President Obama: “…. the fact that this problem is complex can no longer be an excuse for doing nothing. The fact that we can’t prevent every act of violence doesn’t mean we can’t steadily reduce the violence, and prevent the very worst violence.
…. I will use all the powers of this office to help advance efforts aimed at preventing more tragedies like this. We won’t prevent them all – but that can’t be an excuse not to try. It won’t be easy – but that can’t be an excuse not to try.”
Full transcript of the President’s remarks today (video in post below)
Charles Pierce: Following the announcement by Cerberus, the capital management firm that said yesterday that it was getting out of the firearms business, it appears that the notion of divestment is starting to catch on around the country:
The $150.1 billion New York State Common Retirement Fund is reviewing its investments in firearm manufacturers, a spokesman for New York State Comptroller Thomas DiNapoli said on Tuesday. New York City’s pension funds are also reviewing investments and may sell nearly $18 million worth of stock in four companies that manufacture guns and ammunition, a spokesman said on Tuesday….
…. If you’re wondering why the NRA is extending what Joe Scarborough called “the olive branch” this time, there’s your reason … These clowns didn’t grow a conscience over the weekend. Their sugar daddies are losing money, and that’s all that ever has mattered.
Greg Sargent: The White House press corps didn’t seem to think President Obama’s press conference on guns today was that newsworthy — reporters were more interested in asking him about the imminent fiscal cliff deadline. But I believe Obama’s pledge today to pursue sustained action to combat gun violence was a very important moment, and demonstrates what presidential leadership on this issue is supposed to look like.
…. No question, it’s easy to remain skeptical about the prospects for real reform and about whether lawmakers, Obama included, will remain engaged once the Newtown headlines fade. But Obama did demonstrate today what presidential engagement on this issue looks like. And in so doing, he invited us to insist that he sustain it for the foreseeable future.
ThinkProgress: The National Rifle Association finally broke its silence and announced they would hold a press conference a week after the massacre of 27 people, most of them children around 6 years old, at Sandy Hook Elementary School in Newtown, CT. In the official statement, gun advocates’ most prominent lobby suggested they would make “meaningful contributions to help make sure this never happens again”.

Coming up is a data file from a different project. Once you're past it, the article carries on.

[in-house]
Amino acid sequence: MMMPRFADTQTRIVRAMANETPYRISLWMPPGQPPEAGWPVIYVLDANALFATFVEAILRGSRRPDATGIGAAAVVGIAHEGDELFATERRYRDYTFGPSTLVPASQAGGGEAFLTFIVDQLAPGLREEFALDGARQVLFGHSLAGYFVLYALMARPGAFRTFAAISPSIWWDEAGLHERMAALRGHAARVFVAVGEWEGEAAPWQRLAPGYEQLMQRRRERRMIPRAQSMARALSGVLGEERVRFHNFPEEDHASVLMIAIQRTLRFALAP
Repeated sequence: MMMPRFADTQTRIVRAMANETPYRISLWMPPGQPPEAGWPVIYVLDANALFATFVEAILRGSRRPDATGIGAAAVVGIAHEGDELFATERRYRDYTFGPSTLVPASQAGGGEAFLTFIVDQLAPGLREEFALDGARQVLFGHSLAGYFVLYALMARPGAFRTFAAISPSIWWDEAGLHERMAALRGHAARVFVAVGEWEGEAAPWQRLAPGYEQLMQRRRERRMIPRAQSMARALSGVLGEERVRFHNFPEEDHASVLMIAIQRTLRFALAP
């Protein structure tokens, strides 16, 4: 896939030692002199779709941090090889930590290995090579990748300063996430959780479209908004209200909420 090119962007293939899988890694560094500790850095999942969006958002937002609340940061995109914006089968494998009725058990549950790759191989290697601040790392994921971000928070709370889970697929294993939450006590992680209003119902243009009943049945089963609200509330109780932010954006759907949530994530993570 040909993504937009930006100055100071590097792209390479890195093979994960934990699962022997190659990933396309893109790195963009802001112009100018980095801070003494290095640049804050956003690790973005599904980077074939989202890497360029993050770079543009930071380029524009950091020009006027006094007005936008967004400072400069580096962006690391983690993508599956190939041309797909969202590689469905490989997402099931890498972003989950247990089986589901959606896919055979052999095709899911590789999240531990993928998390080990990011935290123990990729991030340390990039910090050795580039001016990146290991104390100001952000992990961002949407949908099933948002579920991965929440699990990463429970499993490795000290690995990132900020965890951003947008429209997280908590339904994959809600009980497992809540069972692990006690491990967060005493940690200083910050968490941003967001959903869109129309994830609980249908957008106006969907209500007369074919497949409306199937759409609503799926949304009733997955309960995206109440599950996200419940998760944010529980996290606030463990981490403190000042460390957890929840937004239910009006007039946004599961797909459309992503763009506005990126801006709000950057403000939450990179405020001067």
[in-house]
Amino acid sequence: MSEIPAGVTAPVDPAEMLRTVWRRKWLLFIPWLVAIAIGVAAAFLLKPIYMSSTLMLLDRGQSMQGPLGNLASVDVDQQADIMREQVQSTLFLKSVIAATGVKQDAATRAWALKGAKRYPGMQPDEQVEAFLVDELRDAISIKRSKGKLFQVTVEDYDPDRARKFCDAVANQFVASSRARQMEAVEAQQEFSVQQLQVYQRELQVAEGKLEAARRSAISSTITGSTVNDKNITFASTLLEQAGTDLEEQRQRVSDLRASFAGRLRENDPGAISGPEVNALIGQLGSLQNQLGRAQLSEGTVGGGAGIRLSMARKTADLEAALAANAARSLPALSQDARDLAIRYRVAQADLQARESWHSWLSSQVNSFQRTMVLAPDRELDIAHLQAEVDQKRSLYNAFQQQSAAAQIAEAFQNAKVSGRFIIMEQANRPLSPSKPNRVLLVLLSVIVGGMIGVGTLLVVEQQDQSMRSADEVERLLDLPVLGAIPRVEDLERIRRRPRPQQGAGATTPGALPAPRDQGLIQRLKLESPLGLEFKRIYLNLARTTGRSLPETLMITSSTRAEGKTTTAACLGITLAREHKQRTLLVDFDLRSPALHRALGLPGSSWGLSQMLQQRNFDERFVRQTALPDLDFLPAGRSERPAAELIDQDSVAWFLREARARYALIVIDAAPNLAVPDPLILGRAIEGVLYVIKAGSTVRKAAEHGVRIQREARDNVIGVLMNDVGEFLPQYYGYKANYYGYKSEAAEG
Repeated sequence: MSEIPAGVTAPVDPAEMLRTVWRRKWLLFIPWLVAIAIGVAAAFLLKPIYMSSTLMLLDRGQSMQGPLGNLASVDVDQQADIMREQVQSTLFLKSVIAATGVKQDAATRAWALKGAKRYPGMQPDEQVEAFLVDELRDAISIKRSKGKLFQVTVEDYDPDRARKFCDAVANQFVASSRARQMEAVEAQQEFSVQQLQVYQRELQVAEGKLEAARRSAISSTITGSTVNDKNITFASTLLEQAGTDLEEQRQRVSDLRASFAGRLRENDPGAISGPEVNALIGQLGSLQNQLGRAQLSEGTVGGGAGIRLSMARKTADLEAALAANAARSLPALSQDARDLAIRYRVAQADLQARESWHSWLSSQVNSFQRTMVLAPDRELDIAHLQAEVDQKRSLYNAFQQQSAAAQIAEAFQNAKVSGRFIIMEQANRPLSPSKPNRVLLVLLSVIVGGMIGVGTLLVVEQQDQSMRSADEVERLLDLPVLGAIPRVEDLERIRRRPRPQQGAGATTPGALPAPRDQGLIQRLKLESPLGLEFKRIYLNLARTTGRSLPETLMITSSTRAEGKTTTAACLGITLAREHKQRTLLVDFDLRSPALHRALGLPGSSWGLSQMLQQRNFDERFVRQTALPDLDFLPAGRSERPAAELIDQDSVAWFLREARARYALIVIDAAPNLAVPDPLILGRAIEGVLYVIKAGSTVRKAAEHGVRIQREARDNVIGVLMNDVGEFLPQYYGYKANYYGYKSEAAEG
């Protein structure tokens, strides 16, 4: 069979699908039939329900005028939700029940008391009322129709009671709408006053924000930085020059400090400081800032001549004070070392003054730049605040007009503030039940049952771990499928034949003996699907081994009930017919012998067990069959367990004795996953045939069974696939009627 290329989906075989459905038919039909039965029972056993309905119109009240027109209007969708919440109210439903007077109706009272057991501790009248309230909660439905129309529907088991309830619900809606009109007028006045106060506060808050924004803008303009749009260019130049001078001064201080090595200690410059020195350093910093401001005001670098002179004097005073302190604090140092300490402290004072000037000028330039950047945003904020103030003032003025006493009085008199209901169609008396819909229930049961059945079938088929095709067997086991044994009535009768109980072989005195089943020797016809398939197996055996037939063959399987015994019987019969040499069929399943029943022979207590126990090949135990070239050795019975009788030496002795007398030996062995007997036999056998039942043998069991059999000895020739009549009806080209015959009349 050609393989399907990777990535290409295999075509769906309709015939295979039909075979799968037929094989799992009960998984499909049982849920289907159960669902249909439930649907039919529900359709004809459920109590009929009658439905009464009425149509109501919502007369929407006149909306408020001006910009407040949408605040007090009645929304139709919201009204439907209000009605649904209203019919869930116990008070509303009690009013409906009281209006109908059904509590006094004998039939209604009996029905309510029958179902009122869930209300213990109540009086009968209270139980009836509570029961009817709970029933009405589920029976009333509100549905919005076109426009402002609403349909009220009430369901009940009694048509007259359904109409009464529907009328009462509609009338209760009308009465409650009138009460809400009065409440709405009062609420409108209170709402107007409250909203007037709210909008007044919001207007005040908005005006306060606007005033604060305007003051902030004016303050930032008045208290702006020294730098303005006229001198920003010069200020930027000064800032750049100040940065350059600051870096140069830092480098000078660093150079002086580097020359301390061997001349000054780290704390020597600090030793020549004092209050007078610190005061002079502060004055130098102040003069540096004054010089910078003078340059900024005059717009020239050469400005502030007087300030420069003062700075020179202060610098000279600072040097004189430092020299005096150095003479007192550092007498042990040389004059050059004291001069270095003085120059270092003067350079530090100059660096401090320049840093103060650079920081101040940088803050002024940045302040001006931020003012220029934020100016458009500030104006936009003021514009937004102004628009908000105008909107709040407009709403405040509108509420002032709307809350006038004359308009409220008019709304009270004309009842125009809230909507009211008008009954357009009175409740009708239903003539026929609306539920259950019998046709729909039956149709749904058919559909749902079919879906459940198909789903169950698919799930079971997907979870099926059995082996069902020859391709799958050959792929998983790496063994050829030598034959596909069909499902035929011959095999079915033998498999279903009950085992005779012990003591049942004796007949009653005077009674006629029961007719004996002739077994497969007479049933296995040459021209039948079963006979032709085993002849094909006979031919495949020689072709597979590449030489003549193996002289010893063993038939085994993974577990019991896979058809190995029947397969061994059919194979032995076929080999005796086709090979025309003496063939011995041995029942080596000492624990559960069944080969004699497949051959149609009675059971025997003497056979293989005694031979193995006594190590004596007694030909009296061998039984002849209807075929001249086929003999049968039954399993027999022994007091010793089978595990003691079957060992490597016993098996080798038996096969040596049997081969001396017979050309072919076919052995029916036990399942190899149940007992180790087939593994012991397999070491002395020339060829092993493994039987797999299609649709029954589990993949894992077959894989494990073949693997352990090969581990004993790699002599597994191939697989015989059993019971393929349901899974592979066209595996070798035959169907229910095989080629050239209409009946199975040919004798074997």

While the nature of these “meaningful contributions” will be revealed at Friday’s conference, the NRA’s response to other mass shootings is historically to offer condolences to victims’ families and continue to push a radical agenda to make it easier to get guns and carry them in more places. In fact, some of their most extreme legislation has been passed in the wake of a mass shooting….
Donkeylicious: …. the government of Australia banned the manufacture and possession of semiautomatic long guns (rifles and shotguns) and high capacity magazines in 1996. They then spent about $500 million buying back existing guns, compensating gun dealers and for loss of business, etc. In total, roughly 650,000 guns were reclaimed and destroyed.
…. Australia hasn’t had a mass shooting since…
…. The practical effect of such a buyback in the United States would be much more muted. The best estimates suggest there are between 2.5 and 4 million semiautomatic long guns in the US. That’s roughly 1% of the total gun inventory, rather than the 30% that such guns made up in Australia. Still, semiautomatic guns are used in a number of spree shootings, and high capacity magazines are almost always used. Buying back those magazines would almost certainly be worth it.
President Barack Obama and Vice President Joe Biden talk in a West Wing hallway of the White House, following the President’s statement to the press, Dec. 19, 2012. (Official White House Photo by Pete Souza)